Washington D.C., February 10, 2020 – Museum of the Bible hosted the homegoing event of the Slave Bible as it returns to Fisk University in Nashville, Tennessee. This provocative artifact prompted several thousand organizations, churches and educational institutions to tackle the conversation of the role of the Bible and slavery in our country. This particular Bible stirred museum guests to leave more than 9,000 comment cards reflecting on their experience and interaction with the exhibit.
Along with the Fisk Jubilee Singers, the event included the Howard University Gospel Choir, museum tours and a roundtable discussion with academic and biblical scholars focusing on the Bible and its impact on the African American experience. Guests witnessed the resilience and fortitude of the African American community and its ability to rise above the “peculiar” institution of chattel slavery through the lens of Spirituals and Gospel music.
“It has been an honor to host the Slave Bible here at Museum of the Bible since our opening in 2017,” says Dr. Jeff Kloha, chief curatorial officer at Museum of the Bible. “We are so overwhelmed and appreciative of the support from Dr. Jessie Carney Smith and Fisk University as we hosted this very special Bible.”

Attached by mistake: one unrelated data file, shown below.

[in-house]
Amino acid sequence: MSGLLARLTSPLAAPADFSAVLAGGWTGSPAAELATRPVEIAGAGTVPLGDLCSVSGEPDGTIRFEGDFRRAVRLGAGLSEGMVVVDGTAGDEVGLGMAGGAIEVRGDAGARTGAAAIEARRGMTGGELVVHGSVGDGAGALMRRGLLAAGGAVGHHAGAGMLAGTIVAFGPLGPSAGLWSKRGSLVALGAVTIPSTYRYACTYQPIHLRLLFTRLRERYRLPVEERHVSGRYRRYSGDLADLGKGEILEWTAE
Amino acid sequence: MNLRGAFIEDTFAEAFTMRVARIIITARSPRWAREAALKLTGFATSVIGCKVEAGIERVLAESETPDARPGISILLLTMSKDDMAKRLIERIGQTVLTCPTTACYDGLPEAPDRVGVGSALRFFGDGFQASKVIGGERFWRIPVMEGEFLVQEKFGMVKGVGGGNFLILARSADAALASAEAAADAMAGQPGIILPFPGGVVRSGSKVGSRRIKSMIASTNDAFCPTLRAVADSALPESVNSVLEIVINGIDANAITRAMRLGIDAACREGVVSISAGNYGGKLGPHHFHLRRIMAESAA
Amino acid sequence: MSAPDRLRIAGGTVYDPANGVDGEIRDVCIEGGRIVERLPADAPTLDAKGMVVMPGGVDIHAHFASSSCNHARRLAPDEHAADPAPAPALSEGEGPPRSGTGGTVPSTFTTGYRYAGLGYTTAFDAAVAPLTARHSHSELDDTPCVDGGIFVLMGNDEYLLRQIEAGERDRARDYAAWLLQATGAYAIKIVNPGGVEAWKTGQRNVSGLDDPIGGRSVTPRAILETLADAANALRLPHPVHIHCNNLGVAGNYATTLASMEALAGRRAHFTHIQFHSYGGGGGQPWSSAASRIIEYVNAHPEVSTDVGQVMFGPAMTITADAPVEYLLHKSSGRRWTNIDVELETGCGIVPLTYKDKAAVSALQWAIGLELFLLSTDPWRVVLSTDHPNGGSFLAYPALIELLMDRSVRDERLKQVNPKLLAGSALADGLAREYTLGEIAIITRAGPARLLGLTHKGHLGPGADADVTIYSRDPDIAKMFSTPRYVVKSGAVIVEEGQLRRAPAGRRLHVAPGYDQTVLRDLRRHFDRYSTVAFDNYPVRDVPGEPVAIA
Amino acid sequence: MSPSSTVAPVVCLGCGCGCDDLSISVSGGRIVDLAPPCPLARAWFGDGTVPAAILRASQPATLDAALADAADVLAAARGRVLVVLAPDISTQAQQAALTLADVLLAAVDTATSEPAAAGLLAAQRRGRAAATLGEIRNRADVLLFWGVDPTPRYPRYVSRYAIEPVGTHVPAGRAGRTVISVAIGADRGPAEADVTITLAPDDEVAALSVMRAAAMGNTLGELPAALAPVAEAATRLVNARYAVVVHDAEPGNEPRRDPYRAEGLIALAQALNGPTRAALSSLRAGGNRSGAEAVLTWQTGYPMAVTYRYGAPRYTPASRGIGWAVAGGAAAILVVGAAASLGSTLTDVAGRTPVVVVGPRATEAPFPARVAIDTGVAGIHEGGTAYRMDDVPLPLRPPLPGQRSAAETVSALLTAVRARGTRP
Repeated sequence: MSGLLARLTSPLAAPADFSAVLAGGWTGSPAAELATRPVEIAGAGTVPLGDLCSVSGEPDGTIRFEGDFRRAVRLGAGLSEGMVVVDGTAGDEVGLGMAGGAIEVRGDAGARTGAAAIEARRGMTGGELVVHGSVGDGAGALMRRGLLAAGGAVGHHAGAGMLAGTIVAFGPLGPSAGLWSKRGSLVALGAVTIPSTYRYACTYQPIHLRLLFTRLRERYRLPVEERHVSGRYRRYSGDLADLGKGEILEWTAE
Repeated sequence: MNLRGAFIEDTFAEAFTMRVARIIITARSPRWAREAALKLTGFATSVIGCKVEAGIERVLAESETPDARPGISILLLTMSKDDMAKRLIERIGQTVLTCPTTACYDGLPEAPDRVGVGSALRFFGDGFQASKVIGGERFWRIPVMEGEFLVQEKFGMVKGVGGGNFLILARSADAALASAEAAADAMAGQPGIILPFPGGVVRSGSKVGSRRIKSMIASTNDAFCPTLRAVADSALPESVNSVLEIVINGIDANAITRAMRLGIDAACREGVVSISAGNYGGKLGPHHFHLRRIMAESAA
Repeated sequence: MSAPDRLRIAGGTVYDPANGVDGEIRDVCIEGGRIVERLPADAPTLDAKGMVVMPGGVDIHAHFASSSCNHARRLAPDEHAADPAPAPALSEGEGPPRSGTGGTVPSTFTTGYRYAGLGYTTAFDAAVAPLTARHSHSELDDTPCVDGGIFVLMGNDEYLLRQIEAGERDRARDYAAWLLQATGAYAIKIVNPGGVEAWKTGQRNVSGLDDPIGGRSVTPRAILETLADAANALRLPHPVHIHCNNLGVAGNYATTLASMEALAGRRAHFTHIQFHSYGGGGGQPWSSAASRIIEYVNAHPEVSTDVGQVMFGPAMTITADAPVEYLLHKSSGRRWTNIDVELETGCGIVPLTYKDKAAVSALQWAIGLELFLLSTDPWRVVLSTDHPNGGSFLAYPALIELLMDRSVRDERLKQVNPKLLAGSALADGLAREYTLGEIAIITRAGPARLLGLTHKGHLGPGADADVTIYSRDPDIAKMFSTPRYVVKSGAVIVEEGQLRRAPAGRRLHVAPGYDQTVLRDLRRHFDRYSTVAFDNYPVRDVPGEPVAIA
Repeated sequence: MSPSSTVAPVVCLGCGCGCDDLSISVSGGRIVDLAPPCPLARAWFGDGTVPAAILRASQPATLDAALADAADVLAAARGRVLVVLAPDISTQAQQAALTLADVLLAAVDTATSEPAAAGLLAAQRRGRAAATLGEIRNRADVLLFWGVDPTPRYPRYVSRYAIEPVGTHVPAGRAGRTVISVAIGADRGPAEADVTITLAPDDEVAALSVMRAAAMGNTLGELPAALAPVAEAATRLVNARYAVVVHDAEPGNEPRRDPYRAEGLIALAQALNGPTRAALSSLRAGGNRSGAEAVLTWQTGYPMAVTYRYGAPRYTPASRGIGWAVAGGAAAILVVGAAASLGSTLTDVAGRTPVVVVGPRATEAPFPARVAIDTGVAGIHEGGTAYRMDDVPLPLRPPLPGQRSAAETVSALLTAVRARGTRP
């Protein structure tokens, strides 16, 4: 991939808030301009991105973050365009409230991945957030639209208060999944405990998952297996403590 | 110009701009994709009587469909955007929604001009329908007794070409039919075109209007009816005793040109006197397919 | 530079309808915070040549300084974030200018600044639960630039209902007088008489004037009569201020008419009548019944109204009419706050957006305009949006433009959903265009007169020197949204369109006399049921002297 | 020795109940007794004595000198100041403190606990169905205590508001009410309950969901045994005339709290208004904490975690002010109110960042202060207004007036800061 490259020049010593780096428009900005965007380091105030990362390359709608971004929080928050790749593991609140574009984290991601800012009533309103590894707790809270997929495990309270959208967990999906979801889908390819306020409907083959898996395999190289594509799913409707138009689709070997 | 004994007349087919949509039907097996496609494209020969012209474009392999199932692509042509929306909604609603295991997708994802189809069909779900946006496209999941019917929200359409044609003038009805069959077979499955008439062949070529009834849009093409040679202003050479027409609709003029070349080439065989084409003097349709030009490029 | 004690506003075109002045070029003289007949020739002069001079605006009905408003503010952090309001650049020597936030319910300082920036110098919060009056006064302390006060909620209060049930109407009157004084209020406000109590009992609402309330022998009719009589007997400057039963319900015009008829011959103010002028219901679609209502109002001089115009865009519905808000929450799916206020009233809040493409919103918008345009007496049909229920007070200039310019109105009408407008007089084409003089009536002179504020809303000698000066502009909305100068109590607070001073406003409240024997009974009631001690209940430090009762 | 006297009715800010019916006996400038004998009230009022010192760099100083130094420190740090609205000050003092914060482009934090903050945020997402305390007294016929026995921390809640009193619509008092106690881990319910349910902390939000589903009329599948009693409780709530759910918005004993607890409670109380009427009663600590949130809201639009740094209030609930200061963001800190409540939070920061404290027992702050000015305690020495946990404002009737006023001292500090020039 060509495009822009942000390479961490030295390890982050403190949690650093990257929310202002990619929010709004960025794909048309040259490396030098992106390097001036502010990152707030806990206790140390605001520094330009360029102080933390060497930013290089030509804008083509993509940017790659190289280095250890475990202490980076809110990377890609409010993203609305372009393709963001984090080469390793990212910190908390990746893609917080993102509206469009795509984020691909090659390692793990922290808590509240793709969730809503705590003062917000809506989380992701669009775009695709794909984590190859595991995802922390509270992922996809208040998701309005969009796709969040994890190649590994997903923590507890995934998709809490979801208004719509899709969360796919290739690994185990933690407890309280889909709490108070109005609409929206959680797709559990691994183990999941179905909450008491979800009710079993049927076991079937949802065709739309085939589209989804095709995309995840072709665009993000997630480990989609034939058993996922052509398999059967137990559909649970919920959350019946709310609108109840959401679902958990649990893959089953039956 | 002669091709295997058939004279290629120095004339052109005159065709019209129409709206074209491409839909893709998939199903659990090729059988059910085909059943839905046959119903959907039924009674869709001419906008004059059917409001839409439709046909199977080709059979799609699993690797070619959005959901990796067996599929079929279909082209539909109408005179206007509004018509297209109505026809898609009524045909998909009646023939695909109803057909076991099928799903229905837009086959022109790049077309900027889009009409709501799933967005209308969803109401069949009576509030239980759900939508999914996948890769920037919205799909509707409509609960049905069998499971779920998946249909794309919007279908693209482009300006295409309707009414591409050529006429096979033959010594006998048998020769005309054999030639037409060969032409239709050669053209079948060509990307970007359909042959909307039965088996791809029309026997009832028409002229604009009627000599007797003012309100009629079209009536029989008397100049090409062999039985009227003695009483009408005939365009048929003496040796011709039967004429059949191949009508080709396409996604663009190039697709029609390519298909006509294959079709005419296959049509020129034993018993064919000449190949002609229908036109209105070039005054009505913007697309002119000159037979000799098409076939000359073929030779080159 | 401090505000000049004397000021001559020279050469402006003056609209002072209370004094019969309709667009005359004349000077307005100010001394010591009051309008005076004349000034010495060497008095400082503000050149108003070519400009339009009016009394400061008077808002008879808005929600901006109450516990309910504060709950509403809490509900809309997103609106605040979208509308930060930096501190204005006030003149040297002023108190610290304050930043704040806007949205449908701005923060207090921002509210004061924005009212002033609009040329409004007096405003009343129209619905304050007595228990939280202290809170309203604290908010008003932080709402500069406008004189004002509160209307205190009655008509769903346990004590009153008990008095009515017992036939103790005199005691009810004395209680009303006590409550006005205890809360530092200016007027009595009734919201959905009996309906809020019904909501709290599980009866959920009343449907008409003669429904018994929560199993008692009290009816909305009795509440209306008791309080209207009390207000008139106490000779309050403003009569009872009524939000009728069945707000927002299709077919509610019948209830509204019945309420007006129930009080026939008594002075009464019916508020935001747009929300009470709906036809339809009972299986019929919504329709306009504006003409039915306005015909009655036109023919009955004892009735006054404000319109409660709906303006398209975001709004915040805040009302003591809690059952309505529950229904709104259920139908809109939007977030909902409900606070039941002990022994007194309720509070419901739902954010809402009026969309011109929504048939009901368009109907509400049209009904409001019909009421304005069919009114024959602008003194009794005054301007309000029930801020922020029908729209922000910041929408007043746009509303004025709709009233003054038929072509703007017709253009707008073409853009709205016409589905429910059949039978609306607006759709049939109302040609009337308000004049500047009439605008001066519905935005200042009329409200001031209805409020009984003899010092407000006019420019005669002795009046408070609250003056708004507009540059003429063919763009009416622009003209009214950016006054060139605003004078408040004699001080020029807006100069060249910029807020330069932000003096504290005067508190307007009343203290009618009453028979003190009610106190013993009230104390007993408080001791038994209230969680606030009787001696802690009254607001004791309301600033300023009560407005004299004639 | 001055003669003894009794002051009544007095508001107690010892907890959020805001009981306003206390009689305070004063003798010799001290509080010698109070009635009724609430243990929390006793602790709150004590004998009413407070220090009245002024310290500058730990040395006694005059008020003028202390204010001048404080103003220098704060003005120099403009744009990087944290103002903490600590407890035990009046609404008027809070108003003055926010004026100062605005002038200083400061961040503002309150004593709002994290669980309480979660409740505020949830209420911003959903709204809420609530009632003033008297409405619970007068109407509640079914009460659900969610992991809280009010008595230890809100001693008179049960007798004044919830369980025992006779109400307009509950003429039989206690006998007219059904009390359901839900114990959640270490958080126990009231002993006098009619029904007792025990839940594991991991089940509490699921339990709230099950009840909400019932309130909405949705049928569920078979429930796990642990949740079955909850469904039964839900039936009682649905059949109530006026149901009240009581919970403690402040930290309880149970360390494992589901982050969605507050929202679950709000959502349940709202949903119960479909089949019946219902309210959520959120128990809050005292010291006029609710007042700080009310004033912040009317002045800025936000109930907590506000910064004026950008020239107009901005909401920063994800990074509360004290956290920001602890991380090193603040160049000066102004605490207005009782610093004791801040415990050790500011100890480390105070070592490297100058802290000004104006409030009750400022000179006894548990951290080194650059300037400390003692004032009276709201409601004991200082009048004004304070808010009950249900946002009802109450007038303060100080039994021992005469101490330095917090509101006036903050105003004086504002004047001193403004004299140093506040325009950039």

It was an evening of song and celebration. The roundtable discussion, moderated by Dr. Ida E. Jones, included scholars, academics and theologians such as Dr. Eric Lewis Williams of the National Museum of African American Culture and History (NMAACH), Dr. Jessie Carney Smith of Fisk University and Dr. Yolanda Pierce, professor and dean of the Howard University School of Divinity.
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